Every laundry room needs a hanging bar.  The dryer can be so rough on your clothes.  I hang dry a lot of items (with some of them getting warmed up just a couple minutes in the dryer to get eliminate wrinkles).  The use of this bar is somewhat limited, as only short items can fit directly over the washer/dryer area, but the sides provide enough space to hang shirts and pants.  I supplement this with a drying rack placed on the floor (for small items and others not suitable for hangers)
You can purchase these types of bars at Lowe's or Home Depot.

For more tips see my ORGANIZE page.


Hanging Table Frame on Wall - 3M Command Strips

Ever had a cute table frame you want to hang on a wall and found it had no hanger on the back?  I used to buy the saw-tooth hangers and tack them onto the back, but 3M has made this process much easier – 3M velcro-like strips.  There are a number of advantages to using these…

Hanging Table Frame on Wall - 3M Command Strips

·         No nail hole required = no damage to wall.

·         Easily removed from frame when you want to use it as a table frame again.

·         Easily removed from wall – no nail holes to fill.

·         Pictures stay put – no more re-leveling when pictures shift over time.

·         Forgiving when hanging – you have some leeway to make adjustments if the strips are not perfectly placed.

·         Also - these are great to hang items on doors.  If you put at least one strip on top and one on the bottom, it will prevent the frame from knocking when the door swings open/closed.   In addition – you don’t have to make a hole in your door with a nail.

Hanging Table Frame on Wall - 3M Command Strips

1.       Take the time to figure out the best place for the placement of the strip on the back of the frame – you want a flat surface.  Do this first – I made the mistake once of starting with the strip on the wall, only to find out the corresponding spot on the back of the frame was not a good place. 

Hanging Table Frame on Wall - 3M Command Strips

3-17-2013 I revised these next steps slightly after using this product some more.  My best advice is to follow the instructions on the package and be patient.  :o)

2.     Next, figure out where the corresponding spot is on the wall to place the frame exactly where you want it.    Again, this needs to be flat surface.  On a wall this is easy, but if you are applying to something like a paneled door - you need to make sure you are working with a spot with a flat surface.

3.     Put the strips together and expose one sticky side, and apply the 3M strips to the frame per the instructions.  This is important - you will need to apply pressure for a certain amount of time.  Be patient and don't just stick it on there.  They will fall off the surface if you don't take your time and do this right.

4.   Remove the other sticky side and apply to the surface (wall/door).  Apply a little pressure to make sure it is stuck and pull off your frame.  Then put pressure on just the strip per the instructions.  Don't apply the frame right away.  Follow the instructions and wait the specified period of time before hanging your frame.  Once again - be patient.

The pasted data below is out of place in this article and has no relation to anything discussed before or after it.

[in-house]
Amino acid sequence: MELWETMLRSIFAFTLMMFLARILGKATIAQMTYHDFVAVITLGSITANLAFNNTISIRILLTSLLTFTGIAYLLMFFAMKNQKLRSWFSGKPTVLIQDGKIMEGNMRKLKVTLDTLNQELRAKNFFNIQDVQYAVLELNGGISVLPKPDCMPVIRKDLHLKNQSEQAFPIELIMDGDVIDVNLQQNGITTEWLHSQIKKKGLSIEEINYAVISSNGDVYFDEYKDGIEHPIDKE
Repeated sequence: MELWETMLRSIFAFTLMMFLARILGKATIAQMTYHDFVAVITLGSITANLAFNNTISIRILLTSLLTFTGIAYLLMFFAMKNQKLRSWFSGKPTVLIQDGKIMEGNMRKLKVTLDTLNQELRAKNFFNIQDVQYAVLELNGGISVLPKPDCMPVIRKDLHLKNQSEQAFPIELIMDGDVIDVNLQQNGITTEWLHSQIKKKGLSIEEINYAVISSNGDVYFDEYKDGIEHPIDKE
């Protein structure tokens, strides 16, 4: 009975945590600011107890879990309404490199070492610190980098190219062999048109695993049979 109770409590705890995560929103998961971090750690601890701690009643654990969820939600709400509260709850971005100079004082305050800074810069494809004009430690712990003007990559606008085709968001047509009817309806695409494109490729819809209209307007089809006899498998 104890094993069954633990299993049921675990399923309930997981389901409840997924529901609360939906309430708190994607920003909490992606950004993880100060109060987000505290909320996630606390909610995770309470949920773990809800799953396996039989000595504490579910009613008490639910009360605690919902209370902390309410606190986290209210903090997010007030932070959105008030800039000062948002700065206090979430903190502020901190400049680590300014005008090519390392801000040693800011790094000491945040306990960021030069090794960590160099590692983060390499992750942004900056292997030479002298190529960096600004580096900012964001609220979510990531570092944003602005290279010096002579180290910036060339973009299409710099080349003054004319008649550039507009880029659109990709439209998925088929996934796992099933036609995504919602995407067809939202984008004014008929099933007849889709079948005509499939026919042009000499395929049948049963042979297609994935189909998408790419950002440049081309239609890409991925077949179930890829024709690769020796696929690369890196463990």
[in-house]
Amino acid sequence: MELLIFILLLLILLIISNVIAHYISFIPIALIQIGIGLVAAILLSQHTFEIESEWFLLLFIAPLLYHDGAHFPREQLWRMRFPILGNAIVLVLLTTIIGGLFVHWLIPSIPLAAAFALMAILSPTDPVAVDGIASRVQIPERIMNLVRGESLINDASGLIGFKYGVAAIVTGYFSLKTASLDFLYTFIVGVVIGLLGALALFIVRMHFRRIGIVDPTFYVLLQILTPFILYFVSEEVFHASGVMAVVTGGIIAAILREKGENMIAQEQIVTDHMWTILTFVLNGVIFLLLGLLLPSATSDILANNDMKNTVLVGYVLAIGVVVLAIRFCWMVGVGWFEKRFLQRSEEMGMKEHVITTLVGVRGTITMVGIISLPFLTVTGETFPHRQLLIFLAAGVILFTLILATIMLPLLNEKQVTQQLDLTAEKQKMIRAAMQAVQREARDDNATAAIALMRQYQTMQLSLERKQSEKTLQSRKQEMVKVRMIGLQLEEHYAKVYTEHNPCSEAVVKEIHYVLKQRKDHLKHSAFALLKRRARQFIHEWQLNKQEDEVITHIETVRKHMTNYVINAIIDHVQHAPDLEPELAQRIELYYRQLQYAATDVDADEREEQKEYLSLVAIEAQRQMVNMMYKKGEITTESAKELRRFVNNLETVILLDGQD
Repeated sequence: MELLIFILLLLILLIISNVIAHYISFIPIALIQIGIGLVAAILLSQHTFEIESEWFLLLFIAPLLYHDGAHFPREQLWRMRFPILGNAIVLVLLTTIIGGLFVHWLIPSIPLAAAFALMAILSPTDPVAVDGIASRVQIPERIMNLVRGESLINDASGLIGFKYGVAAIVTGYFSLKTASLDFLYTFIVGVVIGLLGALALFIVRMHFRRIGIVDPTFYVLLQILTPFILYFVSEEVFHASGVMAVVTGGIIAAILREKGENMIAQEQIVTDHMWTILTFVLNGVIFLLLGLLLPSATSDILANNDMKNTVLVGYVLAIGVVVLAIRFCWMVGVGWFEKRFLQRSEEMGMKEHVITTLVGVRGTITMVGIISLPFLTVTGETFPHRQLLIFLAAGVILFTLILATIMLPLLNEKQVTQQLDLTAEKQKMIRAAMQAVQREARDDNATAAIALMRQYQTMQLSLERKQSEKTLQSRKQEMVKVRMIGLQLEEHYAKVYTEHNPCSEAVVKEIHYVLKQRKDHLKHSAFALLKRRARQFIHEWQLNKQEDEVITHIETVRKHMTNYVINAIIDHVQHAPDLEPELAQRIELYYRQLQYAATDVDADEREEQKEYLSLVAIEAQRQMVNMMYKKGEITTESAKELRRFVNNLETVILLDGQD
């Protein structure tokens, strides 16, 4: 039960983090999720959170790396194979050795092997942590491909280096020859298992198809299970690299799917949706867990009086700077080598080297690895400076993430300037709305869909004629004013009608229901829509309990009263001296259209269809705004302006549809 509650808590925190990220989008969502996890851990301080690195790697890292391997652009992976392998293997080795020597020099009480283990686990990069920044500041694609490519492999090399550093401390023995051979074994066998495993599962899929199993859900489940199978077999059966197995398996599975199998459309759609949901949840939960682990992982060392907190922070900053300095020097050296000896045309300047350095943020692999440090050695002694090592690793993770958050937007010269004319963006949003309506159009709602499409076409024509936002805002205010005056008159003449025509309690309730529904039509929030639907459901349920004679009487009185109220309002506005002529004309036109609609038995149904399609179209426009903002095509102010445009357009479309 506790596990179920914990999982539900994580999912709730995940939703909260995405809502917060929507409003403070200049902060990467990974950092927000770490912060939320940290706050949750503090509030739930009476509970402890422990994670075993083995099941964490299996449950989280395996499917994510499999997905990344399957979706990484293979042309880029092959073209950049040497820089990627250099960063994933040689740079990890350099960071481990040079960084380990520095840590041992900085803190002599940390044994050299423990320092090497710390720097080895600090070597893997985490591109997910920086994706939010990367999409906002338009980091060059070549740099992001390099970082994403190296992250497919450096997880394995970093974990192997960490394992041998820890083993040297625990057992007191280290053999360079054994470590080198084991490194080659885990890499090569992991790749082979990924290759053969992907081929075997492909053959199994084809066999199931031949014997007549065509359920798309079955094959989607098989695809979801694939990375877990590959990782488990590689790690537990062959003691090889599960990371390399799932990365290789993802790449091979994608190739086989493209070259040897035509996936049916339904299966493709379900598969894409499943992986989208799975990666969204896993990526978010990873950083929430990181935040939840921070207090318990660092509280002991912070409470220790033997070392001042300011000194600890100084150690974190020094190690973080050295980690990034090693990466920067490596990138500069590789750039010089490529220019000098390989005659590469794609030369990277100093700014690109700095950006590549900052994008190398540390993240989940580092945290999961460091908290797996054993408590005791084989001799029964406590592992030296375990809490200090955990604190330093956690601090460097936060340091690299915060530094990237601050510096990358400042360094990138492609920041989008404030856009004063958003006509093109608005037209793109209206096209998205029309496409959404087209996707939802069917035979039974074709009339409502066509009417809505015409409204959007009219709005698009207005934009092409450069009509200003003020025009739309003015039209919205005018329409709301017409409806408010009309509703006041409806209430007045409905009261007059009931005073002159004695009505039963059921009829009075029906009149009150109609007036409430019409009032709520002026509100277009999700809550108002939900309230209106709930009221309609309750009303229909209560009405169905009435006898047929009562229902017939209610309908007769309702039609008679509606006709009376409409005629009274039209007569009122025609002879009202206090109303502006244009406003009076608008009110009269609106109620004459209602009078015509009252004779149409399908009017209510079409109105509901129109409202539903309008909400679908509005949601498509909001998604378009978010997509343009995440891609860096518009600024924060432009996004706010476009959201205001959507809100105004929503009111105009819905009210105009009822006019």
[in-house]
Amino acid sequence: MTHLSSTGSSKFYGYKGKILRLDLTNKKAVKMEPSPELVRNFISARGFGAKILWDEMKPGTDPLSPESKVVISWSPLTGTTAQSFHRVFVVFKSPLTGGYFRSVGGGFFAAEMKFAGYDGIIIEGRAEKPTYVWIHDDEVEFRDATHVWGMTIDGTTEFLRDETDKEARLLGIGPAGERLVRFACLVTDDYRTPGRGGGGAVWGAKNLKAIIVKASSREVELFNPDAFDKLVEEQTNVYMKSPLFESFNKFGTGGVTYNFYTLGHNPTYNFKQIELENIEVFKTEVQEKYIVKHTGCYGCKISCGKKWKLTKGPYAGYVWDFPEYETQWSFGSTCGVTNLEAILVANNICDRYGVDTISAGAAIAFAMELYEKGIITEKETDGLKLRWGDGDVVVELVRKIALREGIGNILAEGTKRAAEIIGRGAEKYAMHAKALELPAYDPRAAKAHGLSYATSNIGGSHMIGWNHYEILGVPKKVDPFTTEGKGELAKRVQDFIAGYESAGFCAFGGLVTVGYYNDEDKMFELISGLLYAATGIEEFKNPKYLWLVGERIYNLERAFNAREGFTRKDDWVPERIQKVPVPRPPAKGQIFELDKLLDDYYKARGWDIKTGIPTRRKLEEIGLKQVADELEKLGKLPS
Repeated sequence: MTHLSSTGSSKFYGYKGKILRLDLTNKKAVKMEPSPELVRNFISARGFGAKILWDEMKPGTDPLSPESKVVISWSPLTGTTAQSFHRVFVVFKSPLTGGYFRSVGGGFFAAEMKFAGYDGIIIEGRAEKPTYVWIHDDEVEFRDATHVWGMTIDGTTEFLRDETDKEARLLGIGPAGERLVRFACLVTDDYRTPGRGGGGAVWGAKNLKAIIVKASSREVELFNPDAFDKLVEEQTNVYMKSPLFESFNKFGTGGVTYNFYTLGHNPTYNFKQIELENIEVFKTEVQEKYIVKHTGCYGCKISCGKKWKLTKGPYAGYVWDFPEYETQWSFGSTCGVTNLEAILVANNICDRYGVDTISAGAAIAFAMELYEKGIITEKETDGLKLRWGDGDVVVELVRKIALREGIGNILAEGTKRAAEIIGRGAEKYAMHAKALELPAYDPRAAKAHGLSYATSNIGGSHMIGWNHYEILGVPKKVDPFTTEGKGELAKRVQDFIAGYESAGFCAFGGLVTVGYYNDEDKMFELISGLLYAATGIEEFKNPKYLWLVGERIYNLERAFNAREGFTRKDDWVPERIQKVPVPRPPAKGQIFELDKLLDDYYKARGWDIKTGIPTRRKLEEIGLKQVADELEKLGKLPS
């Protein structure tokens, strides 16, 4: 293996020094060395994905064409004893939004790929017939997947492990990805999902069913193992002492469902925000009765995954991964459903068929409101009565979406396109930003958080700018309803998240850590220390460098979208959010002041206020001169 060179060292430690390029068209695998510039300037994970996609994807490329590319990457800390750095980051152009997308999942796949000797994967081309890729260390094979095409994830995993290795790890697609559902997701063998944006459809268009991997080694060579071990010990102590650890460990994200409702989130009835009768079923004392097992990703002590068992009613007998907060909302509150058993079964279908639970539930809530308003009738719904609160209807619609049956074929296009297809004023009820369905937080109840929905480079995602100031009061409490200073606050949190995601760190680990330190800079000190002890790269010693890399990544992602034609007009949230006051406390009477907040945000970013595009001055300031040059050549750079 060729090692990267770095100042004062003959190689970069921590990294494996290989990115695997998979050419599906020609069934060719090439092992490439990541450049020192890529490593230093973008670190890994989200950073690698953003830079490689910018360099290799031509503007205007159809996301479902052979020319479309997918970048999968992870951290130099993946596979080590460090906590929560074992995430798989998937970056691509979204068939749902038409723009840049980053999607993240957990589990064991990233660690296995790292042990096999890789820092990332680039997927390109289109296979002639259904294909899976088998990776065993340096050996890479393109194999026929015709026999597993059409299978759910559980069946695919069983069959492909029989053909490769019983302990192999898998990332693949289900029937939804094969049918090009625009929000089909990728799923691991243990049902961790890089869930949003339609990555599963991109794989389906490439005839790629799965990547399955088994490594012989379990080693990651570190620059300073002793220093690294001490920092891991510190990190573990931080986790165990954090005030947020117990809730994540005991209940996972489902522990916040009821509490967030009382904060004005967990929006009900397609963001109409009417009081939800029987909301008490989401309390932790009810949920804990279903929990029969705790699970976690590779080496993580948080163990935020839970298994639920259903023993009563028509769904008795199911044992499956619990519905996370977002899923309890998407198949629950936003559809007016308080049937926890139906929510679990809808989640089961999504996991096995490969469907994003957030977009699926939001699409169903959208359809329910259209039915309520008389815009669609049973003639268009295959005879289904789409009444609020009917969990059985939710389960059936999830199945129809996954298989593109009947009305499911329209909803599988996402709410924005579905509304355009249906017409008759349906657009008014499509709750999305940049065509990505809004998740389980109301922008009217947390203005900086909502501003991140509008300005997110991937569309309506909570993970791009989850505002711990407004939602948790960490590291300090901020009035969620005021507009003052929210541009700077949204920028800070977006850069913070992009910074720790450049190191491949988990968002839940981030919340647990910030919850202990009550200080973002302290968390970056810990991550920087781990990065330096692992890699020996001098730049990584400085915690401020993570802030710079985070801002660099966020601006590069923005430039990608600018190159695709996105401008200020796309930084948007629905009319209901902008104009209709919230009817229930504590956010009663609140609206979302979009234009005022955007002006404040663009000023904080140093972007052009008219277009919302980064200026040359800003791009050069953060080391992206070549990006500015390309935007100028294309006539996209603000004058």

5.     When you apply the frame to the wall you will hear a ‘thunk’ when the strips are locked together.  Easy-peasy.

Hanging Table Frame on Wall - 3M Command Strips

(If anyone is curious, the photos were taken on our honeymoon in Cortona, Italy)    :o)

Sunday, August 5, 2012


Painting Glazed Ceramic Vase DIY Before and After

I purchased this vase for about $3 on clearance.  I wanted a table accessory to go with our newly painted avocado green accent walls in our bonus room.  Clearly this mauve pink was not going to work, but for the price, I thought spray painting it was worth a shot.

Bonus Room Accent Walls. Lowes - New Avocado Green

Painting Glazed Ceramic Vase DIY

Let me start by saying that this vase is used for decorative purposes only.  If you want something that will be waterproof or is durable enough to be handled regularly – perhaps this is not the right method for you.  To be honest, I’m not sure how this finish would stand the test of time if it was touched/used regularly.  But for decorative use (setting on a table or shelf) – I think this method works just fine.

I read information and posts all over the web on painting glazed ceramic vases.  The challenge is the glossy ceramic glazed finish will not accept paint very well.  I saw all sorts of suggestions ranging from using sandpaper or chemicals to break down the shiny finish, to using special paints, and also the idea of re-firing the piece after painting if you own a kiln (as if all of us have a kiln in our back pocket!).  I was looking for an easy option and the ability to use the regular spray paint I had already purchased to paint accessories for this room.  Here is what I did and what you need:

Painting Glazed Ceramic Vase DIY Before and After


·         Glazed Ceramic Vase
·         Cleaner and old toothbrush – I used Oxyclean
·         Spray paint – I would suggest satin or high gloss.  Matte paint is typically not as durable.
·         Spray primer
·         Spray varnish (optional)


1.       If you have any felt pads on the bottom of the vase remove them, and re-glue them onto the piece when finished painting.

2.       Clean the piece – I used a solution of powdered Oxyclean and water, and scrubbed the vase well with a toothbrush. I let this dry overnight.  I have also read that rubbing alcohol can be a good option for cleaning as well.  The point is the piece needs to be very clean for the primer/paint to stick.

3.       If you don’t want to overspray on the inside of the vase – stuff the vase with paper and cover the inside edges with tape.  I did this to make a clean line of paint inside the vase.

4.       Spray the vase with spray primer.  This is just regular spray primer made by Valspar purchased at Lowes.  Let dry completely.